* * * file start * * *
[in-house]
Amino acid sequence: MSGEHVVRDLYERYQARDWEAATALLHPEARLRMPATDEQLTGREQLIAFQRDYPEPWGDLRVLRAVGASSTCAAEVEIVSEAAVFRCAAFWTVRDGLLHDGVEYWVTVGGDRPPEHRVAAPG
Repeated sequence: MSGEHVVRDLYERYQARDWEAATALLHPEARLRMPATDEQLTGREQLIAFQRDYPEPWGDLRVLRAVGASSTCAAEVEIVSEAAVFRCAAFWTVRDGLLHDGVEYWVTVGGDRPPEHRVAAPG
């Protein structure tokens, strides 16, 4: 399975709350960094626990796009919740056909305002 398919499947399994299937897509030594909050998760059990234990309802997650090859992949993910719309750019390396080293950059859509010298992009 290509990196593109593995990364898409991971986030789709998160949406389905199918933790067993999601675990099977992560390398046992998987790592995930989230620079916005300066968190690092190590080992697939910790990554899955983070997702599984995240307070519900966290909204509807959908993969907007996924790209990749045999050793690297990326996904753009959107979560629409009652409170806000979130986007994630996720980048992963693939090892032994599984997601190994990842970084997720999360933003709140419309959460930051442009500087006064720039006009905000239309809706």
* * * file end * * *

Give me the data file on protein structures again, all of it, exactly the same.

[in-house]
Amino acid sequence: MSGEHVVRDLYERYQARDWEAATALLHPEARLRMPATDEQLTGREQLIAFQRDYPEPWGDLRVLRAVGASSTCAAEVEIVSEAAVFRCAAFWTVRDGLLHDGVEYWVTVGGDRPPEHRVAAPG
Repeated sequence: MSGEHVVRDLYERYQARDWEAATALLHPEARLRMPATDEQLTGREQLIAFQRDYPEPWGDLRVLRAVGASSTCAAEVEIVSEAAVFRCAAFWTVRDGLLHDGVEYWVTVGGDRPPEHRVAAPG
């Protein structure tokens, strides 16, 4: 399975709350960094626990796009919740056909305002 398919499947399994299937897509030594909050998760059990234990309802997650090859992949993910719309750019390396080293950059859509010298992009 290509990196593109593995990364898409991971986030789709998160949406389905199918933790067993999601675990099977992560390398046992998987790592995930989230620079916005300066968190690092190590080992697939910790990554899955983070997702599984995240307070519900966290909204509807959908993969907007996924790209990749045999050793690297990326996904753009959107979560629409009652409170806000979130986007994630996720980048992963693939090892032994599984997601190994990842970084997720999360933003709140419309959460930051442009500087006064720039006009905000239309809706």